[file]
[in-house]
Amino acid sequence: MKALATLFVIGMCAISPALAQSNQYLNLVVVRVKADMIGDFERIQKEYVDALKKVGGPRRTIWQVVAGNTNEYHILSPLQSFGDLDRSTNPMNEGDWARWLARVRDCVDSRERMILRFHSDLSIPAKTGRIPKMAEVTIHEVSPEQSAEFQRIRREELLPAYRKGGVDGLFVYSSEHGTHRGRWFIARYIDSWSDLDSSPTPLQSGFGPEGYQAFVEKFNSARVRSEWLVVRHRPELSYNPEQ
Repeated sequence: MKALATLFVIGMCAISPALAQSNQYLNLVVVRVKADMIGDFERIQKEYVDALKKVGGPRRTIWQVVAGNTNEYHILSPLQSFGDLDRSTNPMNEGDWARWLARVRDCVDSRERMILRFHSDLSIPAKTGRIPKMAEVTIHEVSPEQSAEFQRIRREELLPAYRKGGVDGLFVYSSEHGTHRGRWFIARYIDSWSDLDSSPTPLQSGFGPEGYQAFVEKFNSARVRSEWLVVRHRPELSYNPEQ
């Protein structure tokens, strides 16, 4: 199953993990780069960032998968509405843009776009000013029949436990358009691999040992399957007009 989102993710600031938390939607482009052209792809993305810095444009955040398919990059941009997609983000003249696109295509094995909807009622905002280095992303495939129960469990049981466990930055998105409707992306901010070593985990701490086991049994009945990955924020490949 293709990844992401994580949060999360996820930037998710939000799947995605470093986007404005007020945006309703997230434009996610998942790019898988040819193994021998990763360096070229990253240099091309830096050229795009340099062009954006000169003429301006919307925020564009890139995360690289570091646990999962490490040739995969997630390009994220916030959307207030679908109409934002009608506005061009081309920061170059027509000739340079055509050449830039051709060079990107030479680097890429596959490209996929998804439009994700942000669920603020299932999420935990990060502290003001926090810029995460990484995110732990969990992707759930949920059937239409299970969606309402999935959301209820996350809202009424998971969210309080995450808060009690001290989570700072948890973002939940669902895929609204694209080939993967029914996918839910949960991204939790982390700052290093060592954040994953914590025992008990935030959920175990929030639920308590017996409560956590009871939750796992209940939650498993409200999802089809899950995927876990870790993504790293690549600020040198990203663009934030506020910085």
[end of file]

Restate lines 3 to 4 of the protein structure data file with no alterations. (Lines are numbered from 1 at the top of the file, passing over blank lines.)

Repeated sequence: MKALATLFVIGMCAISPALAQSNQYLNLVVVRVKADMIGDFERIQKEYVDALKKVGGPRRTIWQVVAGNTNEYHILSPLQSFGDLDRSTNPMNEGDWARWLARVRDCVDSRERMILRFHSDLSIPAKTGRIPKMAEVTIHEVSPEQSAEFQRIRREELLPAYRKGGVDGLFVYSSEHGTHRGRWFIARYIDSWSDLDSSPTPLQSGFGPEGYQAFVEKFNSARVRSEWLVVRHRPELSYNPEQ
């Protein structure tokens, strides 16, 4: 199953993990780069960032998968509405843009776009000013029949436990358009691999040992399957007009 989102993710600031938390939607482009052209792809993305810095444009955040398919990059941009997609983000003249696109295509094995909807009622905002280095992303495939129960469990049981466990930055998105409707992306901010070593985990701490086991049994009945990955924020490949 293709990844992401994580949060999360996820930037998710939000799947995605470093986007404005007020945006309703997230434009996610998942790019898988040819193994021998990763360096070229990253240099091309830096050229795009340099062009954006000169003429301006919307925020564009890139995360690289570091646990999962490490040739995969997630390009994220916030959307207030679908109409934002009608506005061009081309920061170059027509000739340079055509050449830039051709060079990107030479680097890429596959490209996929998804439009994700942000669920603020299932999420935990990060502290003001926090810029995460990484995110732990969990992707759930949920059937239409299970969606309402999935959301209820996350809202009424998971969210309080995450808060009690001290989570700072948890973002939940669902895929609204694209080939993967029914996918839910949960991204939790982390700052290093060592954040994953914590025992008990935030959920175990929030639920308590017996409560956590009871939750796992209940939650498993409200999802089809899950995927876990870790993504790293690549600020040198990203663009934030506020910085």